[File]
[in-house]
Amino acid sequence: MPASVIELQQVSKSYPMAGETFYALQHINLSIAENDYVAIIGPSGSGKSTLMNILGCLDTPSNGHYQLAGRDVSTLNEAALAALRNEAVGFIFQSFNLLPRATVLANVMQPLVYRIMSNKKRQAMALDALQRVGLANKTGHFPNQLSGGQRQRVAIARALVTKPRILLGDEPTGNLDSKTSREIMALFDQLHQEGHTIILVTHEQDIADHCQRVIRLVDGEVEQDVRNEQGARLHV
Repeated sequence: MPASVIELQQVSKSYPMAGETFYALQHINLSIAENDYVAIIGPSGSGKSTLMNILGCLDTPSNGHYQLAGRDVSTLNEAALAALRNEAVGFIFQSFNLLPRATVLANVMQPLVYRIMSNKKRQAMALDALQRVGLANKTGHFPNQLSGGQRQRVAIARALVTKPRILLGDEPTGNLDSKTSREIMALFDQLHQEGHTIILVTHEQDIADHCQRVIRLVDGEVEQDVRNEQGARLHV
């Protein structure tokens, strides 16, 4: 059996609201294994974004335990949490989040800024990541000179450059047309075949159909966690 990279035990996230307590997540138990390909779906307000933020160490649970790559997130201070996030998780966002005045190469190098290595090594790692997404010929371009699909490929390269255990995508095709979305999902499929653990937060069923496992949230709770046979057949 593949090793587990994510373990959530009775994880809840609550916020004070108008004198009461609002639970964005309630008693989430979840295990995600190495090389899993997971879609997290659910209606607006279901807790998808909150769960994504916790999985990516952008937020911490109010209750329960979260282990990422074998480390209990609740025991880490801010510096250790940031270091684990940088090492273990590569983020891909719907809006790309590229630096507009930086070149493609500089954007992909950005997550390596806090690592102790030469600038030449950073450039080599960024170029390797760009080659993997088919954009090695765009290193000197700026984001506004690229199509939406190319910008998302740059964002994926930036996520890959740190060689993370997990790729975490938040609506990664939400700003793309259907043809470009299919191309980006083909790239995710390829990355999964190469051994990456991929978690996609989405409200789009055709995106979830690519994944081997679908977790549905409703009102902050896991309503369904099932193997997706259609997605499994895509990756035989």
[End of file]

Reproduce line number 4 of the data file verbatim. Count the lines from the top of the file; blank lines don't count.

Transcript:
């Protein structure tokens, strides 16, 4: 059996609201294994974004335990949490989040800024990541000179450059047309075949159909966690 990279035990996230307590997540138990390909779906307000933020160490649970790559997130201070996030998780966002005045190469190098290595090594790692997404010929371009699909490929390269255990995508095709979305999902499929653990937060069923496992949230709770046979057949 593949090793587990994510373990959530009775994880809840609550916020004070108008004198009461609002639970964005309630008693989430979840295990995600190495090389899993997971879609997290659910209606607006279901807790998808909150769960994504916790999985990516952008937020911490109010209750329960979260282990990422074998480390209990609740025991880490801010510096250790940031270091684990940088090492273990590569983020891909719907809006790309590229630096507009930086070149493609500089954007992909950005997550390596806090690592102790030469600038030449950073450039080599960024170029390797760009080659993997088919954009090695765009290193000197700026984001506004690229199509939406190319910008998302740059964002994926930036996520890959740190060689993370997990790729975490938040609506990664939400700003793309259907043809470009299919191309980006083909790239995710390829990355999964190469051994990456991929978690996609989405409200789009055709995106979830690519994944081997679908977790549905409703009102902050896991309503369904099932193997997706259609997605499994895509990756035989």